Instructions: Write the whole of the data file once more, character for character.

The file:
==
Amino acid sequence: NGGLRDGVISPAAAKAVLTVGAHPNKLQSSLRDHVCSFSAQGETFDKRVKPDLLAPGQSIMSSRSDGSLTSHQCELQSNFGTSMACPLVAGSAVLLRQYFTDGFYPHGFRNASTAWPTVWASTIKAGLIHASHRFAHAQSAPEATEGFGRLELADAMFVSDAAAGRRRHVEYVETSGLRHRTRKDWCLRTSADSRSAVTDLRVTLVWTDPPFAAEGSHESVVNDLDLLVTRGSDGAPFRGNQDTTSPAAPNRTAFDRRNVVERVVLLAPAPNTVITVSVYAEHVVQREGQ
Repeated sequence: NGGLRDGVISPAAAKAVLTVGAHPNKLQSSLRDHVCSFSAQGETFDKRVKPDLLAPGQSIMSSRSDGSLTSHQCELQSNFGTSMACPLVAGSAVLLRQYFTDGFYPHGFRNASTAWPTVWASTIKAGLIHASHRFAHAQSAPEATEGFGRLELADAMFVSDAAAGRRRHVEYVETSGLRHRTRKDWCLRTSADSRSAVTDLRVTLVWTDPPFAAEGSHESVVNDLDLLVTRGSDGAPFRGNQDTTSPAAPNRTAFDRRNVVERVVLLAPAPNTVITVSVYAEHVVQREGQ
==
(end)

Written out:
Amino acid sequence: NGGLRDGVISPAAAKAVLTVGAHPNKLQSSLRDHVCSFSAQGETFDKRVKPDLLAPGQSIMSSRSDGSLTSHQCELQSNFGTSMACPLVAGSAVLLRQYFTDGFYPHGFRNASTAWPTVWASTIKAGLIHASHRFAHAQSAPEATEGFGRLELADAMFVSDAAAGRRRHVEYVETSGLRHRTRKDWCLRTSADSRSAVTDLRVTLVWTDPPFAAEGSHESVVNDLDLLVTRGSDGAPFRGNQDTTSPAAPNRTAFDRRNVVERVVLLAPAPNTVITVSVYAEHVVQREGQ
Repeated sequence: NGGLRDGVISPAAAKAVLTVGAHPNKLQSSLRDHVCSFSAQGETFDKRVKPDLLAPGQSIMSSRSDGSLTSHQCELQSNFGTSMACPLVAGSAVLLRQYFTDGFYPHGFRNASTAWPTVWASTIKAGLIHASHRFAHAQSAPEATEGFGRLELADAMFVSDAAAGRRRHVEYVETSGLRHRTRKDWCLRTSADSRSAVTDLRVTLVWTDPPFAAEGSHESVVNDLDLLVTRGSDGAPFRGNQDTTSPAAPNRTAFDRRNVVERVVLLAPAPNTVITVSVYAEHVVQREGQ